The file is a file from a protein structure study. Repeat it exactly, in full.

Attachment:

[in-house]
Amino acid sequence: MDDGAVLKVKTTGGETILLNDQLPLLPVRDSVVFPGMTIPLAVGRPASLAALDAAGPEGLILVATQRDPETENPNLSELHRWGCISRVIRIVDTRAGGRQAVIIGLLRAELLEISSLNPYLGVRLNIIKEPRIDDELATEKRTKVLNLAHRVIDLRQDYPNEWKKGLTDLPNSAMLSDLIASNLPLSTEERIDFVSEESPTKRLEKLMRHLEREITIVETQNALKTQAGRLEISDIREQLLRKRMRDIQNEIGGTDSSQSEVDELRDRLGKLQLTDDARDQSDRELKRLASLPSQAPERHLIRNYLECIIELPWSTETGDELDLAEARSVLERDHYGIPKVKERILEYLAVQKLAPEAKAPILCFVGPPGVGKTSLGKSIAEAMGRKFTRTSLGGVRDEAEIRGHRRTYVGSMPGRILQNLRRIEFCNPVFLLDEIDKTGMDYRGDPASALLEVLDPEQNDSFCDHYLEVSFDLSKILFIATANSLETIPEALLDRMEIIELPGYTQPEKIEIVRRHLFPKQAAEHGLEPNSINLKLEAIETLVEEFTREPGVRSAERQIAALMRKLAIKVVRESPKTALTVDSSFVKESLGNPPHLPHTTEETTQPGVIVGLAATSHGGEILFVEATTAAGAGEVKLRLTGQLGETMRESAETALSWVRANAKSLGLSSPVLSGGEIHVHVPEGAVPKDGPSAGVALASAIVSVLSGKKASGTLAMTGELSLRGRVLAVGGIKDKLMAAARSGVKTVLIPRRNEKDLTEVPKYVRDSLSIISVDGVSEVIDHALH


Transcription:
[in-house]
Amino acid sequence: MDDGAVLKVKTTGGETILLNDQLPLLPVRDSVVFPGMTIPLAVGRPASLAALDAAGPEGLILVATQRDPETENPNLSELHRWGCISRVIRIVDTRAGGRQAVIIGLLRAELLEISSLNPYLGVRLNIIKEPRIDDELATEKRTKVLNLAHRVIDLRQDYPNEWKKGLTDLPNSAMLSDLIASNLPLSTEERIDFVSEESPTKRLEKLMRHLEREITIVETQNALKTQAGRLEISDIREQLLRKRMRDIQNEIGGTDSSQSEVDELRDRLGKLQLTDDARDQSDRELKRLASLPSQAPERHLIRNYLECIIELPWSTETGDELDLAEARSVLERDHYGIPKVKERILEYLAVQKLAPEAKAPILCFVGPPGVGKTSLGKSIAEAMGRKFTRTSLGGVRDEAEIRGHRRTYVGSMPGRILQNLRRIEFCNPVFLLDEIDKTGMDYRGDPASALLEVLDPEQNDSFCDHYLEVSFDLSKILFIATANSLETIPEALLDRMEIIELPGYTQPEKIEIVRRHLFPKQAAEHGLEPNSINLKLEAIETLVEEFTREPGVRSAERQIAALMRKLAIKVVRESPKTALTVDSSFVKESLGNPPHLPHTTEETTQPGVIVGLAATSHGGEILFVEATTAAGAGEVKLRLTGQLGETMRESAETALSWVRANAKSLGLSSPVLSGGEIHVHVPEGAVPKDGPSAGVALASAIVSVLSGKKASGTLAMTGELSLRGRVLAVGGIKDKLMAAARSGVKTVLIPRRNEKDLTEVPKYVRDSLSIISVDGVSEVIDHALH